Saying Sorry 101

We’re all called to forgive people, regardless of whether or not they’ve apologized sincerely, or even at all. When someone hurts me, a sincere apology goes a long way. It tends to melt my heart quickly, expeditating my ability to forgive that person. And yet *sigh,* when it comes time for me to apologize to someone, I am, embarrassingly, stubborn. More than once I’ve been known to get in the pitfalls of a “bad” apology — apologies I might quickly challenge someone else on as inauthentic were roles reverse.

1. I’m Sorry, But . . .

Before writing this article, I polled my Instagram followers for what they considered to be a bad apology and SO many people wrote this, so I’m putting it first. It’s also the “cardinal sins of apologies” I tend to commit the most.

I’m sorry, but you started it.
I’m sorry, but if you hadn’t spoken to me like that, I wouldn’t have reacted that way.
I’m sorry, but I had a really bad day.

Anytime you add “but” to the end of “I’m sorry,” you’re creating an excuse for the reason you acted that way, and inadvertently putting the blame on someone else, perhaps the very person you’re apologizing to. Ownership of actions is an important step in offering an apology and asking for forgiveness.

2. Obviously, I didn’t mean it.

Welllll, not so obvious if the person is asking for an apology. I remember as a little kid when I would accidentally hurt my sister if we were rough housing, or having a snowball fight, or anything else that might involve physical contact. My mom would always make me apologize. On the one hand, yes, we were playing and it was obvious I didn’t mean it. But I still hurt her and my mom emphasized the importance of acknowledging that hurt and taking ownership of it from a young age.

As I’ve gotten older, “roughhousing” has been replaced with sarcasm. I can be a very sarcastic person, usually I mean it to be humorous, but sometimes my sarcasm goes to far and it’s bitter. Other times I’m sarcastic towards someone who doesn’t interpret sarcasm well and is hurt by my words. “Obviously I was being sarcastic,” doesn’t fix a relationship and acknowledge how my tone and words impacted someone. “I’m sorry my words and tone were hurtful, I was trying to be sarcastic but I realize that it went too far,” is a much more sincere apology.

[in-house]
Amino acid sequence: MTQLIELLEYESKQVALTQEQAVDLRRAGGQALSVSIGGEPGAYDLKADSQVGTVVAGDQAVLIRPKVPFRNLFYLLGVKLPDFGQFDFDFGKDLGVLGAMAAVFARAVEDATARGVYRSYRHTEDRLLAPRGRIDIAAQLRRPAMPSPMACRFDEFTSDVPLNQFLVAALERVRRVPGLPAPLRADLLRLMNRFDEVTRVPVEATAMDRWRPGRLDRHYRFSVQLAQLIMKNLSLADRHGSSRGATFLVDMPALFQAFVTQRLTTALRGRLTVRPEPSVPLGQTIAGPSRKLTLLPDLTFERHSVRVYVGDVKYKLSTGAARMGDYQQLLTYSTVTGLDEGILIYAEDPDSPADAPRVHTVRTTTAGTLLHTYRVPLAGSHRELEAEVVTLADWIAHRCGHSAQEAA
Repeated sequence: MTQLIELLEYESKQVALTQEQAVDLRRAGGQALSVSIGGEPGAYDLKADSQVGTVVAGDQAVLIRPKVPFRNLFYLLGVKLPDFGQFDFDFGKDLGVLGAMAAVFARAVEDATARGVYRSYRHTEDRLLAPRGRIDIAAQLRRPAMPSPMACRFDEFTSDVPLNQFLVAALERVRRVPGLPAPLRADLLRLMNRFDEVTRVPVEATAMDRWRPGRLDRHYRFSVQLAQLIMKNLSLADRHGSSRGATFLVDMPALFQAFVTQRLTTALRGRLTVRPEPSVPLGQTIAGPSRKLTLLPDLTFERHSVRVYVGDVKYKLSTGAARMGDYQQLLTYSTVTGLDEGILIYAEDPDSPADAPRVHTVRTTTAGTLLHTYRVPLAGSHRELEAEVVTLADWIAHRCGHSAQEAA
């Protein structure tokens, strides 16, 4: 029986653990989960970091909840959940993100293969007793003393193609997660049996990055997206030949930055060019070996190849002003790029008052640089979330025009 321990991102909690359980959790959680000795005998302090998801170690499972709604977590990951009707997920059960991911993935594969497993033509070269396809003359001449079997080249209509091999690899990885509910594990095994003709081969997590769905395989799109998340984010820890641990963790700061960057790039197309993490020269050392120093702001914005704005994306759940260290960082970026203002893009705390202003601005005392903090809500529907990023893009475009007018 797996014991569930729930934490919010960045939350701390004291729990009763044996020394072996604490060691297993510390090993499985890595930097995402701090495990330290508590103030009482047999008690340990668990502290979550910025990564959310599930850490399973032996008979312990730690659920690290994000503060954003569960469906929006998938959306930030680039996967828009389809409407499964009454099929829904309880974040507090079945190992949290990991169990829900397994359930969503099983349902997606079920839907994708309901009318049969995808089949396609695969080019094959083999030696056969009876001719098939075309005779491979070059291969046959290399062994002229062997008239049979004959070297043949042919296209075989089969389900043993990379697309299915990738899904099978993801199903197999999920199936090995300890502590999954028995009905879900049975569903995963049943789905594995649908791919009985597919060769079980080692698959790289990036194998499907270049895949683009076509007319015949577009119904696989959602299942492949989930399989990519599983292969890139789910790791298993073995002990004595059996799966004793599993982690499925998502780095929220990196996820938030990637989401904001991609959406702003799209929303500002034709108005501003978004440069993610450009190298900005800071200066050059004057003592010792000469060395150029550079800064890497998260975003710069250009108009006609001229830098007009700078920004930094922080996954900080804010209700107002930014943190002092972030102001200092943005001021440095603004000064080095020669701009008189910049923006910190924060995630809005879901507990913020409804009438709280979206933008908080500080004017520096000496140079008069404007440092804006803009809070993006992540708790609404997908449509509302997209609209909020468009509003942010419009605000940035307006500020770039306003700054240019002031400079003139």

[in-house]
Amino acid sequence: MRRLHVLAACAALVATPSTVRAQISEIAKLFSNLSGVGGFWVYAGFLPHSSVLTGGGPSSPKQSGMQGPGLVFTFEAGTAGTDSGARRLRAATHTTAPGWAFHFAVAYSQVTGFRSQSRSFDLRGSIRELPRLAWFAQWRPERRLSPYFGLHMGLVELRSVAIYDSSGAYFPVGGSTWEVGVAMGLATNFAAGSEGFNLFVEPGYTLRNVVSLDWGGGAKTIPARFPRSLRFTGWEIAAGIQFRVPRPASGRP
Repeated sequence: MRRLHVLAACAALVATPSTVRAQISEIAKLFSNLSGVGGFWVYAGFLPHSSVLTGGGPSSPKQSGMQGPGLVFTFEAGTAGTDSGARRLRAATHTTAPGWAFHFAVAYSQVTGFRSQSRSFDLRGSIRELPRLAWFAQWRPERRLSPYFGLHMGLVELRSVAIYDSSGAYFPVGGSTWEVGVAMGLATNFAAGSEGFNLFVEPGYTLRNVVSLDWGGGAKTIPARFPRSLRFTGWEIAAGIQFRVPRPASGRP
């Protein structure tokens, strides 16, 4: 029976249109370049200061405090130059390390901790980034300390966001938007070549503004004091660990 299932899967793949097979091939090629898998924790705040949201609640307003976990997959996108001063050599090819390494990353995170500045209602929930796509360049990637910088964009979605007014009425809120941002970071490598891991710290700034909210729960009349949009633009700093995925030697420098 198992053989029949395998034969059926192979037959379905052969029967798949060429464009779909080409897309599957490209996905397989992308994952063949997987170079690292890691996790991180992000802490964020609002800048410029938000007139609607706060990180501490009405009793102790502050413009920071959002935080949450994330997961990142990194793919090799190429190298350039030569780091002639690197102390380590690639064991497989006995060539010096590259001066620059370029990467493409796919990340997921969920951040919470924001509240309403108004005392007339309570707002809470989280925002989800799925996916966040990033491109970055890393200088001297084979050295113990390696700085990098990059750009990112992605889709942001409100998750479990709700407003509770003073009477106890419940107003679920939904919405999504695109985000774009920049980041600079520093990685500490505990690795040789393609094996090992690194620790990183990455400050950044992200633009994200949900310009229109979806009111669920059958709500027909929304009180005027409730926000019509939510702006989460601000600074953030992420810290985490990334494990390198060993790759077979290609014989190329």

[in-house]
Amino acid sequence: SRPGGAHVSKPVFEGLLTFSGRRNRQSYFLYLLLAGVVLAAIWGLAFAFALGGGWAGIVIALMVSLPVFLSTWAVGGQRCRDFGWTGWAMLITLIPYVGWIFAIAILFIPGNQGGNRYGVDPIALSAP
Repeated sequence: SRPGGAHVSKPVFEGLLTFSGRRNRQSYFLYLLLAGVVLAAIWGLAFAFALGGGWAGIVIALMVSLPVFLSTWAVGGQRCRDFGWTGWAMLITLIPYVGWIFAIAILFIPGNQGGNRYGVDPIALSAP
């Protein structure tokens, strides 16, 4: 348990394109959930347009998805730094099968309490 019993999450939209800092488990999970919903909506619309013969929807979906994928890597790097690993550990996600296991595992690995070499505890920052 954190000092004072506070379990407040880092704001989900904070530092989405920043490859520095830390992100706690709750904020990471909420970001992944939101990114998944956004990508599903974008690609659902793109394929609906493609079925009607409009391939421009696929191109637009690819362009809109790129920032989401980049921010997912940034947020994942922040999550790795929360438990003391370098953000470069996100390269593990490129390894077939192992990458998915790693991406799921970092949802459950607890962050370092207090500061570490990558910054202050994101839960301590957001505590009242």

3. The Passive-Aggressive Apology

Ok, jeez, I’m sorry, *avoids eye contact, shrugs shoulders.” Another bad apology, I’ve been guilty of. Sure, I said the words the person wanted to hear. But everything else has communicated that I don’t really care and that I’m not actually sorry.

4. I’m Sorry You Feel That Way/I’m Sorry Your Feelings Got Hurt

This is my least favorite apology, one I try to be cognitive of, perhaps because I tend to be a sensitive feeling and have been told this so many times. Do not apologize for someone’s feelings. Feelings are subjective. Even if you think they’re overreacting or being overly sensitive, everyone experiences things differently. What should matter is that you hurt this person. You could say “I’m sorry that what I said caused you to feel that way,” or “I wasn’t trying to hurt you feelings, I’m sorry.” But both of those phrases include a keyword: “you.” You’re apologizing to a person, not a feeling.

Reconciliation and forgiveness are important parts of any relationship, even our relationship with God. Being able to admit your shortcomings, or acknowledge that your actions and words hurt someone (even if you didn’t mean to), isn’t always easy and might take an act of courage. Likewise, offering forgiveness can sometimes be painful and challenging. Yet, this is what our God does for us and what He calls us to do for others.